- The Washington Times - Saturday, March 23, 2002

ANNAPOLIS (AP) Baltimore lawyer Peter Angelos agreed yesterday to accept $150 million to settle his $1.1 billion claim against the state for representing Maryland in its lawsuit against tobacco companies.
Mr. Angelos, a multimillionaire lawyer and majority owner of the Baltimore Orioles, will get his money in five annual payments of $30 million.
The agreement announced by Gov. Parris N. Glendening will free up about $123 million that is tied up in an escrow account. The legislature can now use that money to balance the budget for the coming year.
The House and Senate budget committees have already voted to use most of any funds resulting from settlement of the lawsuit to cover an expected deficit in the Medicaid program.
But Mr. Glendening has other ideas how the money should be spent.
He said at the news conference where he announced the agreement that the first $20 million will be used to fully fund the anti-smoking and anti-cancer research programs included in next year's budget.
And he said he will fight "aggressively for the funding of our educational needs and the environment."
The budget committees have made substantial reductions in money Mr. Glendening included in the budget for higher education and land-preservation programs.
House Speaker Casper R. Taylor Jr., Allegany Democrat, joined Mr. Glendening at the news conference to praise the agreement. He said the legislature will work with Mr. Glendening on how the money should be spent.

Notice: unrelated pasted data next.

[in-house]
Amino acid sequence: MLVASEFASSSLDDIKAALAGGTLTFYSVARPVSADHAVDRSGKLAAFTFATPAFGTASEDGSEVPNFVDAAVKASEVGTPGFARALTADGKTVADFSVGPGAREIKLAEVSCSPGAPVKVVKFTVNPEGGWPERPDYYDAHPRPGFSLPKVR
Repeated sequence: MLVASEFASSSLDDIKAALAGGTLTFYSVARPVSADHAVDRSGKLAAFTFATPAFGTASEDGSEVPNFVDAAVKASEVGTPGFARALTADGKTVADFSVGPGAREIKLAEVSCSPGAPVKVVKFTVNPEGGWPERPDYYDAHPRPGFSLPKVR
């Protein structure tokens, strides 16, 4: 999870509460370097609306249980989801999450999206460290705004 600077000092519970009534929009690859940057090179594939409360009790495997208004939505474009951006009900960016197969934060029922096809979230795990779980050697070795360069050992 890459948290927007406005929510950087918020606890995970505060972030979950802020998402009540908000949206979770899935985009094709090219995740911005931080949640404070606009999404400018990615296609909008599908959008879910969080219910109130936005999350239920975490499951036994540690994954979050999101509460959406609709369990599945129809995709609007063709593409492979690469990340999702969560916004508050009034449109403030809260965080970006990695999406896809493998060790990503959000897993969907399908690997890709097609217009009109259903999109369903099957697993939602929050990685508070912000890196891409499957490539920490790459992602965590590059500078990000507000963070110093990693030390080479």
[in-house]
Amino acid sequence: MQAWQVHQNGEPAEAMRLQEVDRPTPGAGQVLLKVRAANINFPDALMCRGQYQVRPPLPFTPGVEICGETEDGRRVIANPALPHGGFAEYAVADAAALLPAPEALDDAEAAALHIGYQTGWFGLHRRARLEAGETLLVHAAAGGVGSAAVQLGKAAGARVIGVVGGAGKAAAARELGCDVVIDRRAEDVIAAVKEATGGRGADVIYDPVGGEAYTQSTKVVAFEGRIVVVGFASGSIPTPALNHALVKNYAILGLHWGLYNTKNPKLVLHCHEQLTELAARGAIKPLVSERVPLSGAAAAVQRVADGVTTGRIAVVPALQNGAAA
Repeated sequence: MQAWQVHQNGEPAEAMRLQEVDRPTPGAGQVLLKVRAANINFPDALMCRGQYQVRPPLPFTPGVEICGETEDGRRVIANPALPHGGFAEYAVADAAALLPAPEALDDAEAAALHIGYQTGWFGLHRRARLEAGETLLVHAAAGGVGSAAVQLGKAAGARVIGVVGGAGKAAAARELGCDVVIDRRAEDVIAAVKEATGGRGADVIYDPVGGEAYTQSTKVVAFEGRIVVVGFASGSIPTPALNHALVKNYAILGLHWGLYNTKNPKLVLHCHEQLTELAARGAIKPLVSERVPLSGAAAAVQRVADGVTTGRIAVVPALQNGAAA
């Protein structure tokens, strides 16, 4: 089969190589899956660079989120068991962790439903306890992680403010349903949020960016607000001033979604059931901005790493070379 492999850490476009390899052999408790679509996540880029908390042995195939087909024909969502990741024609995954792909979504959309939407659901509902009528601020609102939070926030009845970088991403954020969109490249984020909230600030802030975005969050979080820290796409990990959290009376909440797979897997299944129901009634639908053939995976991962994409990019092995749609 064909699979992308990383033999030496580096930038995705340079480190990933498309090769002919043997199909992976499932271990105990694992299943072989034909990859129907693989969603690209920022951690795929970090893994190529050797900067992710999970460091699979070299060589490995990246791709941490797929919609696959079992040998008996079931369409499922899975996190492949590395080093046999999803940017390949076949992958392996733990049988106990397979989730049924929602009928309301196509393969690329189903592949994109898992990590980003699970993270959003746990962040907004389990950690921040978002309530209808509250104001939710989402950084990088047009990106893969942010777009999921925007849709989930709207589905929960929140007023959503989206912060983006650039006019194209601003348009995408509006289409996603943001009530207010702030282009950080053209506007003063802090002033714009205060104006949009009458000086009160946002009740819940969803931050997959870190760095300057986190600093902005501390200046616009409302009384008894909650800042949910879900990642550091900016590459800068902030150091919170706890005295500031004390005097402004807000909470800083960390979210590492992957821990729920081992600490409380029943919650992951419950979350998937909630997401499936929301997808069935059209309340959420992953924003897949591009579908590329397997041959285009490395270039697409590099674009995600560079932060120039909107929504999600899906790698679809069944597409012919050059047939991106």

Mr. Glendening said the agreement has not been signed because negotiators were still at work yesterday evening hammering out final details on areas such as how the payment to the law firm will be structured.
The contract might also be made contingent on how the money from the escrow account will be spent, and Mr. Glendening said he and Mr. Angelos agree on the need to use a significant portion of the tobacco settlement to fight smoking and cancer.
The settlement ends months of negotiations on how much the law firm would be paid.
When the state hired Mr. Angelos, it agreed that he would get 25 percent of any money Maryland collected from tobacco companies.
But when the national settlement was reached two years ago and Maryland's share over 25 years was estimated at $4.4 billion, state officials said $1.1 billion would be excessive for the time Mr. Angelos and his firm spent representing Maryland.
The legislature then voted to limit the fee to 12 percent.
As negotiations continued, Mr. Angelos first asked for $500 million, then lowered his request to $250 million in January. But Mr. Glendening would not accept that amount and continued the negotiations.
Mr. Angelos and his attorney, William Gately, did not return telephone calls seeking comment on the settlement.


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